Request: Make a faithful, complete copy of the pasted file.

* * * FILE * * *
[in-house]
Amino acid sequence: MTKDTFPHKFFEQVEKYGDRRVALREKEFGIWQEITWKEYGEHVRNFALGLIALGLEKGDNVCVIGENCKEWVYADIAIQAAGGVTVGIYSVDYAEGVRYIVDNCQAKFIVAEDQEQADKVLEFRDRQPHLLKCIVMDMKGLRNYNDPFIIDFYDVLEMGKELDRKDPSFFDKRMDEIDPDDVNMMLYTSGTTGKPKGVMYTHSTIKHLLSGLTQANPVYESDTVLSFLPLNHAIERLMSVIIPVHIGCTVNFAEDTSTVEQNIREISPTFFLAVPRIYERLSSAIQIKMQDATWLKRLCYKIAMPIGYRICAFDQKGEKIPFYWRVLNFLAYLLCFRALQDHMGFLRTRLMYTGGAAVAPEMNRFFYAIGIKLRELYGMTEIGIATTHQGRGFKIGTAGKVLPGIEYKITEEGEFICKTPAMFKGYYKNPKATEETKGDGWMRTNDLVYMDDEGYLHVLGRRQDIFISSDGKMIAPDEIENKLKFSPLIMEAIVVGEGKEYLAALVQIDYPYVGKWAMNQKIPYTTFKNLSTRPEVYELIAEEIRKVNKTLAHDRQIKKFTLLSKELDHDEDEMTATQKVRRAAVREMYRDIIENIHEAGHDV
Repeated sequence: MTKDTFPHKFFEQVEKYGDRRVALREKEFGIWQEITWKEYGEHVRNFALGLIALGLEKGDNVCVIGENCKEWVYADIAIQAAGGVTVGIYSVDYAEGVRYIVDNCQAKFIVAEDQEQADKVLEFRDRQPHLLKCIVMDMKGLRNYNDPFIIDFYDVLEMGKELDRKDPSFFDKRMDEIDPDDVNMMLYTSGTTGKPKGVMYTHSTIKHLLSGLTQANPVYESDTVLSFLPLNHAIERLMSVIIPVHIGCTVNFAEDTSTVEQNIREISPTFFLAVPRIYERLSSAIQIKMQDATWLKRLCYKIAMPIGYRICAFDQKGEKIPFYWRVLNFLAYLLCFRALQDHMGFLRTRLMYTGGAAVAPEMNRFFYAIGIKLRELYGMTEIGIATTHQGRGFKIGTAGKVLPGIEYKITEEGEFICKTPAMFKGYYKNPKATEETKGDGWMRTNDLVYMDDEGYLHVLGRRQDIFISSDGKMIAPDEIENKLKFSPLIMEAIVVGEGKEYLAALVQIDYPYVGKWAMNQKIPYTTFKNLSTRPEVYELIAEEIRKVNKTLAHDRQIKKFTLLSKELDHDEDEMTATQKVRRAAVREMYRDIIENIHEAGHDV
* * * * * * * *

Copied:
[in-house]
Amino acid sequence: MTKDTFPHKFFEQVEKYGDRRVALREKEFGIWQEITWKEYGEHVRNFALGLIALGLEKGDNVCVIGENCKEWVYADIAIQAAGGVTVGIYSVDYAEGVRYIVDNCQAKFIVAEDQEQADKVLEFRDRQPHLLKCIVMDMKGLRNYNDPFIIDFYDVLEMGKELDRKDPSFFDKRMDEIDPDDVNMMLYTSGTTGKPKGVMYTHSTIKHLLSGLTQANPVYESDTVLSFLPLNHAIERLMSVIIPVHIGCTVNFAEDTSTVEQNIREISPTFFLAVPRIYERLSSAIQIKMQDATWLKRLCYKIAMPIGYRICAFDQKGEKIPFYWRVLNFLAYLLCFRALQDHMGFLRTRLMYTGGAAVAPEMNRFFYAIGIKLRELYGMTEIGIATTHQGRGFKIGTAGKVLPGIEYKITEEGEFICKTPAMFKGYYKNPKATEETKGDGWMRTNDLVYMDDEGYLHVLGRRQDIFISSDGKMIAPDEIENKLKFSPLIMEAIVVGEGKEYLAALVQIDYPYVGKWAMNQKIPYTTFKNLSTRPEVYELIAEEIRKVNKTLAHDRQIKKFTLLSKELDHDEDEMTATQKVRRAAVREMYRDIIENIHEAGHDV
Repeated sequence: MTKDTFPHKFFEQVEKYGDRRVALREKEFGIWQEITWKEYGEHVRNFALGLIALGLEKGDNVCVIGENCKEWVYADIAIQAAGGVTVGIYSVDYAEGVRYIVDNCQAKFIVAEDQEQADKVLEFRDRQPHLLKCIVMDMKGLRNYNDPFIIDFYDVLEMGKELDRKDPSFFDKRMDEIDPDDVNMMLYTSGTTGKPKGVMYTHSTIKHLLSGLTQANPVYESDTVLSFLPLNHAIERLMSVIIPVHIGCTVNFAEDTSTVEQNIREISPTFFLAVPRIYERLSSAIQIKMQDATWLKRLCYKIAMPIGYRICAFDQKGEKIPFYWRVLNFLAYLLCFRALQDHMGFLRTRLMYTGGAAVAPEMNRFFYAIGIKLRELYGMTEIGIATTHQGRGFKIGTAGKVLPGIEYKITEEGEFICKTPAMFKGYYKNPKATEETKGDGWMRTNDLVYMDDEGYLHVLGRRQDIFISSDGKMIAPDEIENKLKFSPLIMEAIVVGEGKEYLAALVQIDYPYVGKWAMNQKIPYTTFKNLSTRPEVYELIAEEIRKVNKTLAHDRQIKKFTLLSKELDHDEDEMTATQKVRRAAVREMYRDIIENIHEAGHDV